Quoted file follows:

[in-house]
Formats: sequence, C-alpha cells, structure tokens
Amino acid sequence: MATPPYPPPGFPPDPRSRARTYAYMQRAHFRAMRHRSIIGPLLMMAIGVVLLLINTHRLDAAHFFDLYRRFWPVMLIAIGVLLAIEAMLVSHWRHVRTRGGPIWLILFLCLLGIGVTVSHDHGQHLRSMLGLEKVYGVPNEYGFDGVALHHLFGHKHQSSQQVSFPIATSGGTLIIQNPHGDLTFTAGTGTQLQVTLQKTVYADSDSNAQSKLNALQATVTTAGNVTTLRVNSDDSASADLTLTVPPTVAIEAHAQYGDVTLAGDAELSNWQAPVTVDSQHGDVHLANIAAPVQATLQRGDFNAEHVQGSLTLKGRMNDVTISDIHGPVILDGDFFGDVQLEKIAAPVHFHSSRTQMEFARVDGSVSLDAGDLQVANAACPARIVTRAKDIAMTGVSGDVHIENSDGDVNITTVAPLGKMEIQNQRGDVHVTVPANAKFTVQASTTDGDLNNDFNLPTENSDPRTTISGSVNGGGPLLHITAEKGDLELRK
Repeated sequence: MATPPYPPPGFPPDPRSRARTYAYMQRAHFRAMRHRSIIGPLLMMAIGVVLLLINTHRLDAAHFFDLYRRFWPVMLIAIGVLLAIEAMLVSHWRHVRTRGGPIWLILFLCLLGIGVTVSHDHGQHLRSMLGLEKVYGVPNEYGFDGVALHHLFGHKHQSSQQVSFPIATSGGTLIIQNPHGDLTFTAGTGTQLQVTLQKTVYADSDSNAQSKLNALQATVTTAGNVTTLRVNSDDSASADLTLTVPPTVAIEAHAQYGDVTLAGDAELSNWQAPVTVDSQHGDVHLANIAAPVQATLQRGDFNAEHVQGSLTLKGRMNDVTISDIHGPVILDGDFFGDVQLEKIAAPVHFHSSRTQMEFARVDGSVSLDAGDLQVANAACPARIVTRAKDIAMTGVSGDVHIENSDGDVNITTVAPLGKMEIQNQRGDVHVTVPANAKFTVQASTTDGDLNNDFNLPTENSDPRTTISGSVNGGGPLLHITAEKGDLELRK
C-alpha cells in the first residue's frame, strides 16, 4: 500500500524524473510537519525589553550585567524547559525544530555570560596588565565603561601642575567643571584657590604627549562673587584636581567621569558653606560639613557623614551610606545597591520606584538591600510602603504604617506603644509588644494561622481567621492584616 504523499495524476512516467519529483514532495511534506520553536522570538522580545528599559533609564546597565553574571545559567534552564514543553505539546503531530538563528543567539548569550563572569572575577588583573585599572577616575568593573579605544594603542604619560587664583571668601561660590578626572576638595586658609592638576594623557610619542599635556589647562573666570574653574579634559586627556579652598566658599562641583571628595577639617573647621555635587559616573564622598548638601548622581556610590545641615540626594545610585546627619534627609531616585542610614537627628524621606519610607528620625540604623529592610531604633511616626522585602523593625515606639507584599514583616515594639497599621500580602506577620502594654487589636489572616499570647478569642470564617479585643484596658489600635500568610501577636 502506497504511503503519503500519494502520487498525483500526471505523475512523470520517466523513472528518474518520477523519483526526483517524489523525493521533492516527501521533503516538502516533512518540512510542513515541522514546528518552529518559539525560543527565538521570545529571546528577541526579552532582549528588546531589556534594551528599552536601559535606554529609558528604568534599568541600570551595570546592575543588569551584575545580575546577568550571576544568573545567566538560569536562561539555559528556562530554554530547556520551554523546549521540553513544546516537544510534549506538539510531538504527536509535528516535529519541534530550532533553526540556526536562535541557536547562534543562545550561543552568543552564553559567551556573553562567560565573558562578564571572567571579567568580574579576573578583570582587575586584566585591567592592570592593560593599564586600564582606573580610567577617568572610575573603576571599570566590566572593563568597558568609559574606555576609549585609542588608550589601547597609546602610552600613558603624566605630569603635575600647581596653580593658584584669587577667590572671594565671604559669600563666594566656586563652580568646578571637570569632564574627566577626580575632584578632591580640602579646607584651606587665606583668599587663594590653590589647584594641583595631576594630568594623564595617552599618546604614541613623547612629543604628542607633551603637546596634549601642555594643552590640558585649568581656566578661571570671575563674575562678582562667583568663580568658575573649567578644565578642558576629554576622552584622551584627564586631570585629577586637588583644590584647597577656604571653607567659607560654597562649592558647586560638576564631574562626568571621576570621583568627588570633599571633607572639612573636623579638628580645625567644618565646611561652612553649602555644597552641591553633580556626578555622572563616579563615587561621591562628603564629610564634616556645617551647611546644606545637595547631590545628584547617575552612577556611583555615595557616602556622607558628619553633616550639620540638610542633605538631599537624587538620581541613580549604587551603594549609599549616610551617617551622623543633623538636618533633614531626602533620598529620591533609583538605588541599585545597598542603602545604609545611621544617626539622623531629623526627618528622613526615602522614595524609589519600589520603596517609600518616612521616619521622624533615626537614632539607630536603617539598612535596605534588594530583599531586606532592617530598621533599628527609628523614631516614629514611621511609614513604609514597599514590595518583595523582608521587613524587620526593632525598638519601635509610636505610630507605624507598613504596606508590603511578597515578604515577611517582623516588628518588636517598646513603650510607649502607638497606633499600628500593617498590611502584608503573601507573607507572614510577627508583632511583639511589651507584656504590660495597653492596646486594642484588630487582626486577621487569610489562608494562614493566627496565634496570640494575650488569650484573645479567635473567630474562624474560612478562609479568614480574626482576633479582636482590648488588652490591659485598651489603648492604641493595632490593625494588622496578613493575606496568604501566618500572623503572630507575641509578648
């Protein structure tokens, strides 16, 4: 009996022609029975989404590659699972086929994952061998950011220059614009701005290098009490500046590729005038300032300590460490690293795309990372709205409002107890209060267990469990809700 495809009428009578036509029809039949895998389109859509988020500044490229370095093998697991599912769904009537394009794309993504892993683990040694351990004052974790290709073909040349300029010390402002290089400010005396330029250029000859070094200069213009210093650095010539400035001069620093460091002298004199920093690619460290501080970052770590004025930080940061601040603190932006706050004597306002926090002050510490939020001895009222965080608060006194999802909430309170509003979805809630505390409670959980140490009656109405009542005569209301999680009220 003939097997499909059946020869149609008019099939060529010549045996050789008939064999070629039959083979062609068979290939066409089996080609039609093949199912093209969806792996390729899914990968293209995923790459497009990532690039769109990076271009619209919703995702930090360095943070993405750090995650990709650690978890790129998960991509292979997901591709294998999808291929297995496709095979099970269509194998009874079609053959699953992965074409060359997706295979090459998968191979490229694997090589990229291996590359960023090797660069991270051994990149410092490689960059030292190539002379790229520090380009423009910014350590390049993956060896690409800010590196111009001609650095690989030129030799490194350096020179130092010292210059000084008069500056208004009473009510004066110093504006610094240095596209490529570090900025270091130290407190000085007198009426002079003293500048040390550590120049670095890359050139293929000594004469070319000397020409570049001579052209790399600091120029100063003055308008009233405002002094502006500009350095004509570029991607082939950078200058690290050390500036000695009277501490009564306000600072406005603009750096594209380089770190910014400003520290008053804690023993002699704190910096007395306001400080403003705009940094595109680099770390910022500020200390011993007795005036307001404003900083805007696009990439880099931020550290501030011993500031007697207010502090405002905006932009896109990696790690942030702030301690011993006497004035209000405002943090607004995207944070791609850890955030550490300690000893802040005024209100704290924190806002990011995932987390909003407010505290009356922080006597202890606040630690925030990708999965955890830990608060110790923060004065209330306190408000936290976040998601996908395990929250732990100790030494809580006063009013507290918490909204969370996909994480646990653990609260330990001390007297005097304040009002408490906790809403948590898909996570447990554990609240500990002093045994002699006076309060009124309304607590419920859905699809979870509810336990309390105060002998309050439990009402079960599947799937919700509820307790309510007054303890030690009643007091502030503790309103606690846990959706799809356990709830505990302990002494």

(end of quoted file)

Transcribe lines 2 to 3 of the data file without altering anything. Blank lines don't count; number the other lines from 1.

Formats: sequence, C-alpha cells, structure tokens
Amino acid sequence: MATPPYPPPGFPPDPRSRARTYAYMQRAHFRAMRHRSIIGPLLMMAIGVVLLLINTHRLDAAHFFDLYRRFWPVMLIAIGVLLAIEAMLVSHWRHVRTRGGPIWLILFLCLLGIGVTVSHDHGQHLRSMLGLEKVYGVPNEYGFDGVALHHLFGHKHQSSQQVSFPIATSGGTLIIQNPHGDLTFTAGTGTQLQVTLQKTVYADSDSNAQSKLNALQATVTTAGNVTTLRVNSDDSASADLTLTVPPTVAIEAHAQYGDVTLAGDAELSNWQAPVTVDSQHGDVHLANIAAPVQATLQRGDFNAEHVQGSLTLKGRMNDVTISDIHGPVILDGDFFGDVQLEKIAAPVHFHSSRTQMEFARVDGSVSLDAGDLQVANAACPARIVTRAKDIAMTGVSGDVHIENSDGDVNITTVAPLGKMEIQNQRGDVHVTVPANAKFTVQASTTDGDLNNDFNLPTENSDPRTTISGSVNGGGPLLHITAEKGDLELRK